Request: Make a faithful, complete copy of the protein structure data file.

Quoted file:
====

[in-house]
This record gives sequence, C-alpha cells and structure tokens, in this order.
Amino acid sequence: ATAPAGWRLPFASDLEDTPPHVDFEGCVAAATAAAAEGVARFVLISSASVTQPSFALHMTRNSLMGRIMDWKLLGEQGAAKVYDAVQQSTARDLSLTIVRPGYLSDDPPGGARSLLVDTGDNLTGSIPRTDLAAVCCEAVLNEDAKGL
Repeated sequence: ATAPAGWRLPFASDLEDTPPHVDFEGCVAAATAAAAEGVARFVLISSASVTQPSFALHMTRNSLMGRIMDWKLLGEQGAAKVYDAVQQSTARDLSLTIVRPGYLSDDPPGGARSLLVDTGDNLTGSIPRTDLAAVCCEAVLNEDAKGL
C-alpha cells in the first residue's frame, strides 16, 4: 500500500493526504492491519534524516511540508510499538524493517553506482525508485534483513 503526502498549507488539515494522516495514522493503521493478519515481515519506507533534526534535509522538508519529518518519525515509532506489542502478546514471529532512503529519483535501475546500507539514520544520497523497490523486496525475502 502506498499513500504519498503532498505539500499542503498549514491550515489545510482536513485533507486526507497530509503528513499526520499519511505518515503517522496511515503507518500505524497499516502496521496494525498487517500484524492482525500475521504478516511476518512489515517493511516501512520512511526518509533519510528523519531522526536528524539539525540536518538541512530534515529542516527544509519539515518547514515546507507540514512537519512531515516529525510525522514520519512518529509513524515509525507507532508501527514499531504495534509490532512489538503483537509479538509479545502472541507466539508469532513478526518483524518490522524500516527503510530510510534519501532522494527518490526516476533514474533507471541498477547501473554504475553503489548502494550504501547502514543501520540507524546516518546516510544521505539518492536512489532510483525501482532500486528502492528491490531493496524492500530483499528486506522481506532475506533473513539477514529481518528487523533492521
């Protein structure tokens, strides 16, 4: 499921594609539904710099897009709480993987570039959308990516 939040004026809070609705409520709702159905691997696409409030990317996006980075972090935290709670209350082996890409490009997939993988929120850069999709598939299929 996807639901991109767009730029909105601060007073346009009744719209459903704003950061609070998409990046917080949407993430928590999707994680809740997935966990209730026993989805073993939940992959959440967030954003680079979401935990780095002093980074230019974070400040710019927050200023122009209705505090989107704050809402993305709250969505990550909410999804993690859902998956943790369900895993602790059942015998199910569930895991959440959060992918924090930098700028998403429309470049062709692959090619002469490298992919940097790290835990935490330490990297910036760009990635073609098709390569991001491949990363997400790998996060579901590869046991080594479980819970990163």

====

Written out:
[in-house]
This record gives sequence, C-alpha cells and structure tokens, in this order.
Amino acid sequence: ATAPAGWRLPFASDLEDTPPHVDFEGCVAAATAAAAEGVARFVLISSASVTQPSFALHMTRNSLMGRIMDWKLLGEQGAAKVYDAVQQSTARDLSLTIVRPGYLSDDPPGGARSLLVDTGDNLTGSIPRTDLAAVCCEAVLNEDAKGL
Repeated sequence: ATAPAGWRLPFASDLEDTPPHVDFEGCVAAATAAAAEGVARFVLISSASVTQPSFALHMTRNSLMGRIMDWKLLGEQGAAKVYDAVQQSTARDLSLTIVRPGYLSDDPPGGARSLLVDTGDNLTGSIPRTDLAAVCCEAVLNEDAKGL
C-alpha cells in the first residue's frame, strides 16, 4: 500500500493526504492491519534524516511540508510499538524493517553506482525508485534483513 503526502498549507488539515494522516495514522493503521493478519515481515519506507533534526534535509522538508519529518518519525515509532506489542502478546514471529532512503529519483535501475546500507539514520544520497523497490523486496525475502 502506498499513500504519498503532498505539500499542503498549514491550515489545510482536513485533507486526507497530509503528513499526520499519511505518515503517522496511515503507518500505524497499516502496521496494525498487517500484524492482525500475521504478516511476518512489515517493511516501512520512511526518509533519510528523519531522526536528524539539525540536518538541512530534515529542516527544509519539515518547514515546507507540514512537519512531515516529525510525522514520519512518529509513524515509525507507532508501527514499531504495534509490532512489538503483537509479538509479545502472541507466539508469532513478526518483524518490522524500516527503510530510510534519501532522494527518490526516476533514474533507471541498477547501473554504475553503489548502494550504501547502514543501520540507524546516518546516510544521505539518492536512489532510483525501482532500486528502492528491490531493496524492500530483499528486506522481506532475506533473513539477514529481518528487523533492521
């Protein structure tokens, strides 16, 4: 499921594609539904710099897009709480993987570039959308990516 939040004026809070609705409520709702159905691997696409409030990317996006980075972090935290709670209350082996890409490009997939993988929120850069999709598939299929 996807639901991109767009730029909105601060007073346009009744719209459903704003950061609070998409990046917080949407993430928590999707994680809740997935966990209730026993989805073993939940992959959440967030954003680079979401935990780095002093980074230019974070400040710019927050200023122009209705505090989107704050809402993305709250969505990550909410999804993690859902998956943790369900895993602790059942015998199910569930895991959440959060992918924090930098700028998403429309470049062709692959090619002469490298992919940097790290835990935490330490990297910036760009990635073609098709390569991001491949990363997400790998996060579901590869046991080594479980819970990163």